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Portugal: Threats on the Fiscal El Dorado for Foreigners

Retired citizens in Portugal may no longer have a full exemption on their pensions. Newcomers who reside at least 180 days a year could have a new tax within a few years. This is what the local press says.

Is this the end of an era in Portugal? Created in 2009, the non-habitual resident status (NHR) aims to attract wealthy retired citizens from the European Union (EU) and Switzerland to Portugal. The government has agreed to a total exemption on pensions for newcomers for ten years, provided they stay in Portugal a minimum of 180 days per year.

However, the authorities are currently studying and planning the introduction of a tax for this group of people which was totally free from it. These negotiations are taking place within the framework of the parliamentary debate on the state budget for 2020. The proposal is currently still in the bosom of the finance ministry, according to the local press which estimates that the changes will take several years to intervene.

Launched eleven years ago as the country sank into the European debt crisis, the NHR program is aimed at wealthy people. The objective is in particular to boost the real estate market for second homes, whose sales are proving to be very low compared to other Mediterranean countries. The Lusitanians have carried out targeted promotional campaigns in the countries in the North in order to extol living conditions and tax advantages to retired Europeans looking for a house in the sun.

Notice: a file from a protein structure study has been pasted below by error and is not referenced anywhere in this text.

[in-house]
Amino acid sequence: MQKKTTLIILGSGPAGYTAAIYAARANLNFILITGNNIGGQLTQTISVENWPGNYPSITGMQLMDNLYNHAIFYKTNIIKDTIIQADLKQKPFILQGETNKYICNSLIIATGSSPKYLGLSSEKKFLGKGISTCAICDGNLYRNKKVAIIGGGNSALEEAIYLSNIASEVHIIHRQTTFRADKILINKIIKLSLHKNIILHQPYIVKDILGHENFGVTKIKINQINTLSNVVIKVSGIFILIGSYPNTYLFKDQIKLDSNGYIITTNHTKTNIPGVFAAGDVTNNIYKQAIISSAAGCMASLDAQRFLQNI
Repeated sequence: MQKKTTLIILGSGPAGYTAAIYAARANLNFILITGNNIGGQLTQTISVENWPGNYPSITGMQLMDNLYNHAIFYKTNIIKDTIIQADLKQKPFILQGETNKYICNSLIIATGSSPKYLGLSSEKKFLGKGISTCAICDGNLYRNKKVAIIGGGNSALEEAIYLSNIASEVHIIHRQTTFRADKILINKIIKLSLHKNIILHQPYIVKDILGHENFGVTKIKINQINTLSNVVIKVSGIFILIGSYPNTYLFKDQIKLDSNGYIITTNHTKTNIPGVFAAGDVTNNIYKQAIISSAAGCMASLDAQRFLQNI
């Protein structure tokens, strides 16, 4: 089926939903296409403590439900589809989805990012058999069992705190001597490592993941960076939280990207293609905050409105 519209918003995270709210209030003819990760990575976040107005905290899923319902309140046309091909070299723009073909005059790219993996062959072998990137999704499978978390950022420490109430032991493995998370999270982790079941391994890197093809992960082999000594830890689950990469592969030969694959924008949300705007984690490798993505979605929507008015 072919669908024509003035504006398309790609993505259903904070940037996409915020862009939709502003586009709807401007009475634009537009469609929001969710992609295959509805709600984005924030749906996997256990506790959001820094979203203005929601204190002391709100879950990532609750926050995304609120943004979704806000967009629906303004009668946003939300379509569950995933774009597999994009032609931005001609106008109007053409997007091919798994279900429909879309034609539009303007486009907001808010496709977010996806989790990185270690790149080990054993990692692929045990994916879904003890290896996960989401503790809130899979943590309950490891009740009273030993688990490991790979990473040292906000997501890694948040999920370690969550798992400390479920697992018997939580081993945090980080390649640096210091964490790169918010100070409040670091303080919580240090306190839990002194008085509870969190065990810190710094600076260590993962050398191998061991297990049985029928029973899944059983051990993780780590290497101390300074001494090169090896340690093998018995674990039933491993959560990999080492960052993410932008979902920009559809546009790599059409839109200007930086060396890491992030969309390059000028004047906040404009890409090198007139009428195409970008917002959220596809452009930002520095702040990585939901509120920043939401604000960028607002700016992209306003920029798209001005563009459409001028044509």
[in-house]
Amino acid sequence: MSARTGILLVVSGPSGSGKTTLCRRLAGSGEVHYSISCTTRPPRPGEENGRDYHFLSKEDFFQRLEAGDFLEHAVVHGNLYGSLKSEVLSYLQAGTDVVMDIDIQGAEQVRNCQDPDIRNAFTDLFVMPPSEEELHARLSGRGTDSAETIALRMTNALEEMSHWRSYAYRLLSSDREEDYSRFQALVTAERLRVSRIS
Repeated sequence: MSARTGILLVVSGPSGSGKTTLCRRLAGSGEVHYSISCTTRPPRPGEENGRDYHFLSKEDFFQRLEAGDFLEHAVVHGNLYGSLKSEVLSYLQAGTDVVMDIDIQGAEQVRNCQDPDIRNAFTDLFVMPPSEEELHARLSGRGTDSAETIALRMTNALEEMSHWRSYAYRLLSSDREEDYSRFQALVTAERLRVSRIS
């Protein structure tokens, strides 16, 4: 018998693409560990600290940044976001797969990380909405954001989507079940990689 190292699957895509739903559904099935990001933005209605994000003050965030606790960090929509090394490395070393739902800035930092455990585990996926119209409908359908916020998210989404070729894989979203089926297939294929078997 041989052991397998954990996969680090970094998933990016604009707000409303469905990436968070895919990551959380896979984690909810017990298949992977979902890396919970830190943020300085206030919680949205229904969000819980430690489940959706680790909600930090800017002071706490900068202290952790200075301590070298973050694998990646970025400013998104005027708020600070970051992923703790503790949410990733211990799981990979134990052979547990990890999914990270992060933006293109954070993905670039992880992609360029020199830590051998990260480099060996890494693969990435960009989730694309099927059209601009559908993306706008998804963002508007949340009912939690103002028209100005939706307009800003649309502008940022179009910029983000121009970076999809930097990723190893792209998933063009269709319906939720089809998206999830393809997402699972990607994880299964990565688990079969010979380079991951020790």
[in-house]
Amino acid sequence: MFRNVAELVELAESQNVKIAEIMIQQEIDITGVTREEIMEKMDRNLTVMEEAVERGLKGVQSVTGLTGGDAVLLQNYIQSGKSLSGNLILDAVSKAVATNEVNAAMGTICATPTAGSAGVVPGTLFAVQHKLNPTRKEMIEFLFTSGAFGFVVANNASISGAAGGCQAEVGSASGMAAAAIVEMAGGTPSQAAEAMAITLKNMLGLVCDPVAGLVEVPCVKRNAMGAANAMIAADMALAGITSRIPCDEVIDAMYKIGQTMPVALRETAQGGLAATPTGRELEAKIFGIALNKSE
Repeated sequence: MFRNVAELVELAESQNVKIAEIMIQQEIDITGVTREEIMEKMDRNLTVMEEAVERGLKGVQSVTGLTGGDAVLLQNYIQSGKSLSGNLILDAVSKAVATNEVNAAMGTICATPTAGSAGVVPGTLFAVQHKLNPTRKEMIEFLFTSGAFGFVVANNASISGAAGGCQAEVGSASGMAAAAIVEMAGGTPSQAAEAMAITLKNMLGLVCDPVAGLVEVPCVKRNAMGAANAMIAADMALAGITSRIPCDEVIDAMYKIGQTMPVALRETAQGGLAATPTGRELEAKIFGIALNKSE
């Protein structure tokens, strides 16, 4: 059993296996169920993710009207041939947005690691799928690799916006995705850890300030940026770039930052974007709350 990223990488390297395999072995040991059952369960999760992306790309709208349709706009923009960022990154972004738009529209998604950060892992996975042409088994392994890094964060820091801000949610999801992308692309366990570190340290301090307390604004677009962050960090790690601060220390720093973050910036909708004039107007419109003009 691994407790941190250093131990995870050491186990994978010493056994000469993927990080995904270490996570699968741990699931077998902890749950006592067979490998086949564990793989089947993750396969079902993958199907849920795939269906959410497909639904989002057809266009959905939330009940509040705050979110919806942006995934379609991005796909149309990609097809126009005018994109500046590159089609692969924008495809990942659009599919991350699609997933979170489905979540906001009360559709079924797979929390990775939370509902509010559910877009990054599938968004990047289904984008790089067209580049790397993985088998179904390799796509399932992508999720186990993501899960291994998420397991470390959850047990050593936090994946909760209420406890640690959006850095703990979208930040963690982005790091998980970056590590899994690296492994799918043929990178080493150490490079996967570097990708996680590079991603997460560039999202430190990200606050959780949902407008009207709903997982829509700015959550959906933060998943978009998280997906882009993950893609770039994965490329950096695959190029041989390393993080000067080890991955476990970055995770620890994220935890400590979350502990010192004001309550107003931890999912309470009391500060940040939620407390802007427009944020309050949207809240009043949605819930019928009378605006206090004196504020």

As a side effect, the NHR has contributed to the real estate overheating in Lisbon and Porto. The increasement in demand has generated enormous pressure on urban housing in Portugal, forcing many citizens to move out of city centers.

The NHR status provokes a fair amount of criticism in Europe, especially in Scandinavia where Sweden and Finland have withdrawn from tax agreements with Portugal, in order not to lose the tax revenues of their elderly citizens. The Portuguese Left Bloc party has also vehemently opposed this regime, which is considered unfair for national retirees who must pay tax on their pensions.

For its part, the fiduciary giant PricewaterhouseCoopers (PwC) has described the NHR as “Europe’s best kept secret”. PwC describes Portugal as a very attractive place for investors, with “very attractive regimes that outperform others in many ways”. It is rumored that pressure from Brussels is behind the upcoming changes to NHR status.

According to the Portuguese press, there are nearly 30,000 residents currently enjoying NHR status in the country. Only 7% of them are young self-employed and entrepreneurs who have launched economic activities there. French-speaking retirees (French and Swiss) are more than 15,000.

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